I too love detail. My issue with WoT is the inconsistencies with said detail, and it's probably because I've been tainted forever by reading LotR (though even Tolkien makes some blunders). To me, and it's just my opinion, LotR seems more thorough, more solid, than WoT.

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I love all of the characters and that they all have their parts to play. Sure there are characters that you don't like, but that is what makes a great story, more than just one antagonist and one problem.
Agreed. Again, my issue, especially with the later books, is that, after 600+ pages, the story then started, something happened, then I had to wait for a year or more for the next book, which followed the same formula.

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Oh by the way alatar, about you ignorant little comment, LoR had plenty of moments that I could have done without too.
Agreed. I suggest that when reading LotR, people skip the first few chapters and start at Bree.

And I apologize if I came off rudely (not ignorantly, as I have read most of the WoT series ), as that wasn't my intent. My posts lately have been shorter, more blunt, and so may come off poorly.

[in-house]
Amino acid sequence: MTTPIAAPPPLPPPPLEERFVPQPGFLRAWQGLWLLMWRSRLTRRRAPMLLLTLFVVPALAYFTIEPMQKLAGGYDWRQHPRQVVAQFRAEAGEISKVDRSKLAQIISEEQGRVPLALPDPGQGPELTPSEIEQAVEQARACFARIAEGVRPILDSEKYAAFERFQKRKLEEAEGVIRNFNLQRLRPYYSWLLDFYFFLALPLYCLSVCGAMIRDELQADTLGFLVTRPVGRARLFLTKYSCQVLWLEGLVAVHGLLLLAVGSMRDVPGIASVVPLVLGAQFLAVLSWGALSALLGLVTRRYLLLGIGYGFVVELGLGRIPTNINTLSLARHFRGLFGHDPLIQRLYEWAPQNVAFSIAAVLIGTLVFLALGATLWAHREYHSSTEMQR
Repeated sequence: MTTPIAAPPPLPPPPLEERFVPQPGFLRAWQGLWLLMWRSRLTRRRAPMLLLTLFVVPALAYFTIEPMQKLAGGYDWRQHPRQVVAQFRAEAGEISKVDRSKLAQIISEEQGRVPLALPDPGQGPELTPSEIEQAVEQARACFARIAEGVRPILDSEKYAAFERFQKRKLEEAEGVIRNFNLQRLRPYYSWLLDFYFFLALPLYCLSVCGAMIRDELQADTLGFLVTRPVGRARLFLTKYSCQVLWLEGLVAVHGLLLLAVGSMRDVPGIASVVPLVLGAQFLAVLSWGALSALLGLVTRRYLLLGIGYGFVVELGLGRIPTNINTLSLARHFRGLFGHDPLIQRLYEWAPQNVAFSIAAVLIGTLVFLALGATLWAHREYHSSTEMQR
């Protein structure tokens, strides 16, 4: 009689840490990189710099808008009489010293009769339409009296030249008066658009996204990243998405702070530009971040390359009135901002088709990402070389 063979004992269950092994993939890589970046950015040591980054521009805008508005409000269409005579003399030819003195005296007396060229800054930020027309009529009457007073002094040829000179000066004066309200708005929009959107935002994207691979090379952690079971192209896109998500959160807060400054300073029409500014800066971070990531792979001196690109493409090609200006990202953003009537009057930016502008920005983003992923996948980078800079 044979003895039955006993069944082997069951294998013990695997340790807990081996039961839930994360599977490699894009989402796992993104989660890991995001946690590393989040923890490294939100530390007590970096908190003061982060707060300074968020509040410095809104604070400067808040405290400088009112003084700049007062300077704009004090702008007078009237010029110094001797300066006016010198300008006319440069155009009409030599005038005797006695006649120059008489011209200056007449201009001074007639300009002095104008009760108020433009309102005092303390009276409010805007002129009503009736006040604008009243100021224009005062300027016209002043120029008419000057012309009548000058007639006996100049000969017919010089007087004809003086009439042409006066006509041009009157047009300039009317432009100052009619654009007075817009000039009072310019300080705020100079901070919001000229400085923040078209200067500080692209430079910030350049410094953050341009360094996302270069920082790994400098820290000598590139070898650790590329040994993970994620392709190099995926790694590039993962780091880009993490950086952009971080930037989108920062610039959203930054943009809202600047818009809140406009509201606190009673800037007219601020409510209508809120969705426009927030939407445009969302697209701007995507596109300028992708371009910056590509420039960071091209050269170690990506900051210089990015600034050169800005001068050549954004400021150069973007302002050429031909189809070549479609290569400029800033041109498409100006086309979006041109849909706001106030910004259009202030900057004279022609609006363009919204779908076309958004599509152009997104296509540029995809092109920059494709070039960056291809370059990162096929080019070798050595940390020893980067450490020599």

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I have to skip over everytime someone sings in the series. It drives me out of my mind. That doesn't mean that I don't love LoR though. It just means that Tolkien's writing isn't perfect.
Again I agree. I have the unabridged audiobook version of LotR, and as soon as a song starts...Next!
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Old 12-15-2010, 09:11 AM   #34
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No alatar, I shouldn't have said that, you made a simple comment about your opinion and I let it get under my skin. I apologize. We just see things differently, that's all.
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Old 12-15-2010, 09:23 AM   #35
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Agreed. Again, my issue, especially with the later books, is that, after 600+ pages, the story then started, something happened, then I had to wait for a year or more for the next book, which followed the same formula.
Yes, the prologue might be a little more extended than what I'd like it to be. 600+ pages is exagerating a bit, but I just looked at the prologue on the one I'm reading now. It is 87 pages long, lol. I just never noticed them being that long I guess. It would probably be a little irritating if you had to wait for each new book of the series. I on the other hand haven't had to wait, so it hasn't bothered me much.
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Old 12-15-2010, 09:35 AM   #36
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Agreed. I suggest that when reading LotR, people skip the first few chapters and start at Bree.